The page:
Major League Baseball had never before experienced a November quite like the one that just passed.

Leading into the lockout, clubs and mostly star-level players engaged in a frenzy of free-agent deals worth $1.94 billion, securing certainty before the uncertainty of the weeks and months ahead. For comparison, there had never been $1 billion spent on contracts in November.

While we wait for labor talks to advance, what can we make of some of the most interesting signings to date?


The better fit in Toronto?

Robbie Ray (five years, $115 million with the Seattle Mariners) and Kevin Gausman (five years, $110 million with the Toronto Blue Jays) agreed to nearly identical contracts last week. The narrative around both pitchers is also similar: Each emerged in a big way in 2021 after up-and-down careers so far.

They've enjoyed about the same level of career performance. Gausman owns a career ERA- of 95, while Ray's is slightly better at 92 (ERA- adjusts for ballpark and run environments, with 100 signifying league average - lower is better). They each induced swings and misses at a 15% rate and had similar command and strikeout numbers.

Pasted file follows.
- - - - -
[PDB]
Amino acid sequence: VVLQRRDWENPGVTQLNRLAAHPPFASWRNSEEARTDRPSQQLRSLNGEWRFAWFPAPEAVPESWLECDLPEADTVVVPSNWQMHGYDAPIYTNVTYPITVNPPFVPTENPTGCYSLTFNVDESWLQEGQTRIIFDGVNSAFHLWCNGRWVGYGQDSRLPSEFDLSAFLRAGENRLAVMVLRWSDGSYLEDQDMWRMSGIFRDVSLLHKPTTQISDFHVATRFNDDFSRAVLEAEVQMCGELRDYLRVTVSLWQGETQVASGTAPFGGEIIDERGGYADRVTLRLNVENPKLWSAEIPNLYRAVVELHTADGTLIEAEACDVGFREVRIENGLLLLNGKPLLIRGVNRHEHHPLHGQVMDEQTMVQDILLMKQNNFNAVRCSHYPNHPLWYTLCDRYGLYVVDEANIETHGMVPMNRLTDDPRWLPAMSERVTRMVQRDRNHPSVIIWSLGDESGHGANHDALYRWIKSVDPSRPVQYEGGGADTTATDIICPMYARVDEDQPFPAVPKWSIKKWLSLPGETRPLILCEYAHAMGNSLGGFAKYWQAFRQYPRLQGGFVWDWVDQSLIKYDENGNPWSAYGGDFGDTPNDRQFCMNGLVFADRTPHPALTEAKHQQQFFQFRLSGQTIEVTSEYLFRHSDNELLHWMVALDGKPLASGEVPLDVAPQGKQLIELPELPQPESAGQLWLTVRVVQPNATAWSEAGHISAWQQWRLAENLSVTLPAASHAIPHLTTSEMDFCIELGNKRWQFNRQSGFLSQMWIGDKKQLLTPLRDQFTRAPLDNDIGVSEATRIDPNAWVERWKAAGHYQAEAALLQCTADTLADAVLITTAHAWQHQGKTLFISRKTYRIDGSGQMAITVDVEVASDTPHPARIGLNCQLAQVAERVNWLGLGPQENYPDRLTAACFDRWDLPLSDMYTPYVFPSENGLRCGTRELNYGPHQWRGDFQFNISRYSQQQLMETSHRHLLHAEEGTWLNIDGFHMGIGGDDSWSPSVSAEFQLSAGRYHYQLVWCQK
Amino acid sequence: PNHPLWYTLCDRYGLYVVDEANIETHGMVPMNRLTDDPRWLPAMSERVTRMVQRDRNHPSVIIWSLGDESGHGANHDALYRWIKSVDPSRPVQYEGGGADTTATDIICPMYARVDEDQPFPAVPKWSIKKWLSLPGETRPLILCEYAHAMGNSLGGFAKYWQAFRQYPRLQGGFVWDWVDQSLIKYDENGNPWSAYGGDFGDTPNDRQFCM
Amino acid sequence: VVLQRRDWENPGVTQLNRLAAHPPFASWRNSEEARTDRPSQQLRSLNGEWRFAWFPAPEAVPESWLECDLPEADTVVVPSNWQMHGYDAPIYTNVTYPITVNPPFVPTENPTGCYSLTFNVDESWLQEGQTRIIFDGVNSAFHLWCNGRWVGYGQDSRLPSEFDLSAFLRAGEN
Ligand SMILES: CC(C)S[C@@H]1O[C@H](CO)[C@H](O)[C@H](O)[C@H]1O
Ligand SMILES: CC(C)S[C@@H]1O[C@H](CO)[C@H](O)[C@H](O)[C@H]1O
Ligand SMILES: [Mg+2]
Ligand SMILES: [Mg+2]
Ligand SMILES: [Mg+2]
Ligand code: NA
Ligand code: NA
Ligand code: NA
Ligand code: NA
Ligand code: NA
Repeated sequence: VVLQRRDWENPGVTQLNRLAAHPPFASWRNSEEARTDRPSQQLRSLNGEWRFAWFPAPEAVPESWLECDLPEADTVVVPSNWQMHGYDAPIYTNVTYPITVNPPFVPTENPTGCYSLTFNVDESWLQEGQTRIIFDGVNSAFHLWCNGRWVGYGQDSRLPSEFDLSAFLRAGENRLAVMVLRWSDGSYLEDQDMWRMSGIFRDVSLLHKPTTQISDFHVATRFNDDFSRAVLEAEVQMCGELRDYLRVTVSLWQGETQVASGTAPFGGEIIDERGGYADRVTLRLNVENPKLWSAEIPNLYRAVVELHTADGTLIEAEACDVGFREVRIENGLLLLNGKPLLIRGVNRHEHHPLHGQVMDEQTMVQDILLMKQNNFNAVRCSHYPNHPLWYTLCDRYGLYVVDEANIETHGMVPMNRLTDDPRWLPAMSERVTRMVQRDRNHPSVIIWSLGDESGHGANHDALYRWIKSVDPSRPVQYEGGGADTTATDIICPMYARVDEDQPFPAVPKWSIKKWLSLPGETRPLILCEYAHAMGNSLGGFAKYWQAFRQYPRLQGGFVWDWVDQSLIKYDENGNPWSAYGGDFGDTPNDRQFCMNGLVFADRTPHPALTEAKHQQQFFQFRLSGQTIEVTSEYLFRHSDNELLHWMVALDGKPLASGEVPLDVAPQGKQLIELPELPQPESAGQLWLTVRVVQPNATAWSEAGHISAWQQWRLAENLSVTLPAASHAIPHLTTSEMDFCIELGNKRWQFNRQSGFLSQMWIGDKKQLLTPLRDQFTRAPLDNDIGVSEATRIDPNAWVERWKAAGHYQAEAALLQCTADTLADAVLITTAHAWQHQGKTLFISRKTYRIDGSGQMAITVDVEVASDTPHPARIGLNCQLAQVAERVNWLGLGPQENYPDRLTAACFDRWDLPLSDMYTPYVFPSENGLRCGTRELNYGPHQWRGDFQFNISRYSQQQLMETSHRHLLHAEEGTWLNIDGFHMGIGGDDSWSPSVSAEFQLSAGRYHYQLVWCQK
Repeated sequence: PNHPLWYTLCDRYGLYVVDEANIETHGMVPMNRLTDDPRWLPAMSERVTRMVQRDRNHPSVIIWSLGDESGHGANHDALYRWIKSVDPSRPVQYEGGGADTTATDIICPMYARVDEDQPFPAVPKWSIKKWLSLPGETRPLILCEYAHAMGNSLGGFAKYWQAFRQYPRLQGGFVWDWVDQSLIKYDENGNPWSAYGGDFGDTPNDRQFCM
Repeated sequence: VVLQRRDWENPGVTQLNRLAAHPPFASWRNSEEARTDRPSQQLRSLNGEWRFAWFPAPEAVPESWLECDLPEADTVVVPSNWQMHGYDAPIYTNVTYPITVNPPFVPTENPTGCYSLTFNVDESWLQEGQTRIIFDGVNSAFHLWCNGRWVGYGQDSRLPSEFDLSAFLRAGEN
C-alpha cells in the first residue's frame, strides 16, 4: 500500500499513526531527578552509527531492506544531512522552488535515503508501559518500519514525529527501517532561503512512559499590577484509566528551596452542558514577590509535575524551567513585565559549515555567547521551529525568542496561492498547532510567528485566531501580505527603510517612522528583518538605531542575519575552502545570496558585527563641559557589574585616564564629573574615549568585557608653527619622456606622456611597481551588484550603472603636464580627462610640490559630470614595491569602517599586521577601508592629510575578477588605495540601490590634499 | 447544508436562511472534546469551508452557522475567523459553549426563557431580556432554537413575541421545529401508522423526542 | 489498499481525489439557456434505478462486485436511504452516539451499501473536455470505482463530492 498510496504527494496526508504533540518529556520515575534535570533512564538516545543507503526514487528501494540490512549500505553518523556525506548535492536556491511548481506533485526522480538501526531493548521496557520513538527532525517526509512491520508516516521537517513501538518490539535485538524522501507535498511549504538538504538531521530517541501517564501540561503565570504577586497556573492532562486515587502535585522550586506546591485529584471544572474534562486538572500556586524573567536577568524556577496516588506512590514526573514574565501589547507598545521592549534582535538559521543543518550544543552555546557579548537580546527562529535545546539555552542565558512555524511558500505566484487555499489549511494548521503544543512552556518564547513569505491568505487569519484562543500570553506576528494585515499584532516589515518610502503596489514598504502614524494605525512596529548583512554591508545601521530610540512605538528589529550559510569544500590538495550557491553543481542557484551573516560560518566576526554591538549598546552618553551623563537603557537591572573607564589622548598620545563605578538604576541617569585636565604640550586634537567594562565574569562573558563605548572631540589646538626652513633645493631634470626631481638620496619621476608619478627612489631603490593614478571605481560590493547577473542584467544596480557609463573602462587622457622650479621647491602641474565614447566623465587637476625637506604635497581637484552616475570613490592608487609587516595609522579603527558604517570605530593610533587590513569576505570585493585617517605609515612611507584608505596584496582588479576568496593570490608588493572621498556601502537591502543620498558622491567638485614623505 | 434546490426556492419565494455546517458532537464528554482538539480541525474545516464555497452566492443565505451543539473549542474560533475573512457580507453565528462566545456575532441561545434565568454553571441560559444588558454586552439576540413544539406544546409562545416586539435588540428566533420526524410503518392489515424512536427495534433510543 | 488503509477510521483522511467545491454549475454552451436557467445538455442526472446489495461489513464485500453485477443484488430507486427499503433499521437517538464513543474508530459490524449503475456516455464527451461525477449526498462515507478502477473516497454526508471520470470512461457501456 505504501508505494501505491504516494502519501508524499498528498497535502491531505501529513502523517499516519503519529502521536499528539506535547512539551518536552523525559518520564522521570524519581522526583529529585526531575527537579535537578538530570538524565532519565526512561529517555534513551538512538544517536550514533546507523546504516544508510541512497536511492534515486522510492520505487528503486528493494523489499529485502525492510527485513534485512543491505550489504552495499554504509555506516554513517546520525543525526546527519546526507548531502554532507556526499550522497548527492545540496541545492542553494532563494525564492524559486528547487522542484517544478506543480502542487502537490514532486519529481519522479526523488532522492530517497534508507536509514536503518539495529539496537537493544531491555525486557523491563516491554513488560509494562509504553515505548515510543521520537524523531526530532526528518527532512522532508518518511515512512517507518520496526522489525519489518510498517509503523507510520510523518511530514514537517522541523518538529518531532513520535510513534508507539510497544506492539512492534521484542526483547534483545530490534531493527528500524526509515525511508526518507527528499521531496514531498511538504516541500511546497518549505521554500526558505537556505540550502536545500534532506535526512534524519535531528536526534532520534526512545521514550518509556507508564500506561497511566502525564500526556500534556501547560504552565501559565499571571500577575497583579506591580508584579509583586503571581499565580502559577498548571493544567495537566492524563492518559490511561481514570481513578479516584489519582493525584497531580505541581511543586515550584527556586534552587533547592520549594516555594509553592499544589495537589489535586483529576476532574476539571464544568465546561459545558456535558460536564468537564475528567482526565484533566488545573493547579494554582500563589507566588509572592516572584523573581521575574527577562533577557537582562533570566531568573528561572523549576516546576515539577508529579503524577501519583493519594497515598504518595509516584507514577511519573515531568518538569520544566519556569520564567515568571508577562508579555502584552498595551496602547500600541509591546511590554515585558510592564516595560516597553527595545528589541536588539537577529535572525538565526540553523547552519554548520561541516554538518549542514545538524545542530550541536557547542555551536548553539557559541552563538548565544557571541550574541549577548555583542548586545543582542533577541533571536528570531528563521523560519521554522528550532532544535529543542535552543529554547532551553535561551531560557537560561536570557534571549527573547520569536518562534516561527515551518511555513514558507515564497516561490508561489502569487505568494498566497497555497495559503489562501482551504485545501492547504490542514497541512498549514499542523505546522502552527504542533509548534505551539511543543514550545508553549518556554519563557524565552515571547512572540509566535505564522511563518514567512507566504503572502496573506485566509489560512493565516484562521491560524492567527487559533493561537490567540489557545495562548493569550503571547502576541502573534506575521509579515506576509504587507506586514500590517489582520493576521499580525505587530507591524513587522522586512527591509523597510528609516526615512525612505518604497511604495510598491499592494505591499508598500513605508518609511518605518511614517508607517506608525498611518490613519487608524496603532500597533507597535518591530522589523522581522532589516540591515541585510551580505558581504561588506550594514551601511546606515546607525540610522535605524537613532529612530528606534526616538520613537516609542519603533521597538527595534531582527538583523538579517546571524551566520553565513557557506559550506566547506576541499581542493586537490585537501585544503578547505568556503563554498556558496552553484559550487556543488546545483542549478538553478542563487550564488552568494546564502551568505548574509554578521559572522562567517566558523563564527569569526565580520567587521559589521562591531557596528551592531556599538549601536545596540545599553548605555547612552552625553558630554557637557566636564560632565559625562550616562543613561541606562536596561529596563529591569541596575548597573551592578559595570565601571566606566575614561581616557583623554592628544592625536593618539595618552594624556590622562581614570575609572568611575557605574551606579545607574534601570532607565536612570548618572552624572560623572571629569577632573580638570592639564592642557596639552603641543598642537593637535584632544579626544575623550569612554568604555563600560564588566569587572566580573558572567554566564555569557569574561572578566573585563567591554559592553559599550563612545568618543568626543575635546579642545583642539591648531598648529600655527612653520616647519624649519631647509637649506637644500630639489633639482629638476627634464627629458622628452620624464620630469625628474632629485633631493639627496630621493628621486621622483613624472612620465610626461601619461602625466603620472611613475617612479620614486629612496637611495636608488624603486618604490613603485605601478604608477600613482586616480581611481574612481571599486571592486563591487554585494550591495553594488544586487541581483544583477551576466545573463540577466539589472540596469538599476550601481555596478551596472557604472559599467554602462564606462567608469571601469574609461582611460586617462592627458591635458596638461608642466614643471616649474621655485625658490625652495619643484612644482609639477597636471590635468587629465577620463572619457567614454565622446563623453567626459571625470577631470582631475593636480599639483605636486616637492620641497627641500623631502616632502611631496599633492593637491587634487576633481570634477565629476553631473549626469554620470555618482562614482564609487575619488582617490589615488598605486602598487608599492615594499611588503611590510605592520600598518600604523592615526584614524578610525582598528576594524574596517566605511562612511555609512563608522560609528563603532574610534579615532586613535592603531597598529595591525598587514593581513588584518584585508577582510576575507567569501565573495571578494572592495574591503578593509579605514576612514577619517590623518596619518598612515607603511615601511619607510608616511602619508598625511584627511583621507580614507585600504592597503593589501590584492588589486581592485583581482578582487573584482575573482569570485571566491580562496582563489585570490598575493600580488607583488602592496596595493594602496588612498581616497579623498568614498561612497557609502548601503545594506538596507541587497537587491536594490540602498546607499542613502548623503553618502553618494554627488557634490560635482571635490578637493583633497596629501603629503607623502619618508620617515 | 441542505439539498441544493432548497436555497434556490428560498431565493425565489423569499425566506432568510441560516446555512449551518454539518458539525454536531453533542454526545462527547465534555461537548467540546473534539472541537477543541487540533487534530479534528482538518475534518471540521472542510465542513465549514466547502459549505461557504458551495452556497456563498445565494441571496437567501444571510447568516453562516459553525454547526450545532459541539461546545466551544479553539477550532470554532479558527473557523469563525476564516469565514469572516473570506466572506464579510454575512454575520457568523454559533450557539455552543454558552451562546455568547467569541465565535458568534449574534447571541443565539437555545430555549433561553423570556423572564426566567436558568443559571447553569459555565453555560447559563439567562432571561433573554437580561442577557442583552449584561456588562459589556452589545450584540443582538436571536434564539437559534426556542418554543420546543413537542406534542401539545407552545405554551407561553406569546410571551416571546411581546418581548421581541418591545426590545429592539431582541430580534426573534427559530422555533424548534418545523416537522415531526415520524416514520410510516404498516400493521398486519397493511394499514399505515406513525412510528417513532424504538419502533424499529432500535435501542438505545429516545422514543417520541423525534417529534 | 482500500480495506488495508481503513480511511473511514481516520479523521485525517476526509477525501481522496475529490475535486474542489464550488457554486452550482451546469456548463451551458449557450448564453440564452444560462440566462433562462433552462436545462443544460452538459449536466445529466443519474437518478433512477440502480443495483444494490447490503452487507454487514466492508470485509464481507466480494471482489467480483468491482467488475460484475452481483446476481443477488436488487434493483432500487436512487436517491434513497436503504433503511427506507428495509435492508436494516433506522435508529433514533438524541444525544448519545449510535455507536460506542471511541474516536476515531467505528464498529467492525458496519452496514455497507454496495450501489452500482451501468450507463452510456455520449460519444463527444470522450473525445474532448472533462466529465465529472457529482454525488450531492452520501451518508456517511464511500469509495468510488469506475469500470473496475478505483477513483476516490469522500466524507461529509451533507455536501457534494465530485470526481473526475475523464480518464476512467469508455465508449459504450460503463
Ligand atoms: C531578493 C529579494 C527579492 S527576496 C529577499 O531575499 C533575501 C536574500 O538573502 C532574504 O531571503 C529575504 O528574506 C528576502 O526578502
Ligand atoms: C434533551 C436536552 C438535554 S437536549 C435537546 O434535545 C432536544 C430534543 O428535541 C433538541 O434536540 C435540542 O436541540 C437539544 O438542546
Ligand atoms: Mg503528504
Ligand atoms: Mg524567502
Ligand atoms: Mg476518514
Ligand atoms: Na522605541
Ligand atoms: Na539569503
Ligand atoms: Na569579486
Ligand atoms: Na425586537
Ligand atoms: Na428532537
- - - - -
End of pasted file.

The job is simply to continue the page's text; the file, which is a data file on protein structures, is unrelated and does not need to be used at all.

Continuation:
They also have about the same amount of mileage. Ray just turned 30 on Oct. 1, and Gausman will turn 31 on Jan. 6. The latter has an extra season in the majors and 142 extra innings on his arm (1,177 to 1,035 for Ray).

But Gausman owns a few advantages over Ray when projecting future performance.

For starters, Gausman is more consistent. Though his ERA has fluctuated like Ray's, his FIP has been more stable. Over the last three seasons, Gausman recorded a sub-4.00 FIP every year, while Ray did it only once.

Since 2019, Gausman owns a 3.30 FIP (19th in MLB among pitchers with at least 160 innings pitched). Ray ranks 96th with a 4.29 FIP, a metric that considers walks, strikeouts, and home runs allowed and is scaled to be similar to ERA.